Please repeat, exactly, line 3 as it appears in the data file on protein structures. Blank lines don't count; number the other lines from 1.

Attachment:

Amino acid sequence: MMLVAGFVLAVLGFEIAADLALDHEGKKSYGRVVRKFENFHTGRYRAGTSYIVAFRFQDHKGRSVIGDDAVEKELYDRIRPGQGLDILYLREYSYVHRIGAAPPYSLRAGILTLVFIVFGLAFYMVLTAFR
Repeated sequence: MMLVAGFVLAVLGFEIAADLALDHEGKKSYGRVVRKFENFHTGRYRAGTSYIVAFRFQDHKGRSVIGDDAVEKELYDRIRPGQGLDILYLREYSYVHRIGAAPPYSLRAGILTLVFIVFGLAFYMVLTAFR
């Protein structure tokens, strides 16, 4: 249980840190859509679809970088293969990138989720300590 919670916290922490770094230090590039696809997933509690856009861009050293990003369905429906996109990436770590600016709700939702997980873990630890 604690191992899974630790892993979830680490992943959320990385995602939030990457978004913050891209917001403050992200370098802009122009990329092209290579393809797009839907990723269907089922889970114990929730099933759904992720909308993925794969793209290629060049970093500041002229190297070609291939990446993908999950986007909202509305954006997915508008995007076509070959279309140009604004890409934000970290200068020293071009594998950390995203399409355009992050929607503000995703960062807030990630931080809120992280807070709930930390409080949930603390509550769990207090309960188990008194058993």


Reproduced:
């Protein structure tokens, strides 16, 4: 249980840190859509679809970088293969990138989720300590 919670916290922490770094230090590039696809997933509690856009861009050293990003369905429906996109990436770590600016709700939702997980873990630890 604690191992899974630790892993979830680490992943959320990385995602939030990457978004913050891209917001403050992200370098802009122009990329092209290579393809797009839907990723269907089922889970114990929730099933759904992720909308993925794969793209290629060049970093500041002229190297070609291939990446993908999950986007909202509305954006997915508008995007076509070959279309140009604004890409934000970290200068020293071009594998950390995203399409355009992050929607503000995703960062807030990630931080809120992280807070709930930390409080949930603390509550769990207090309960188990008194058993």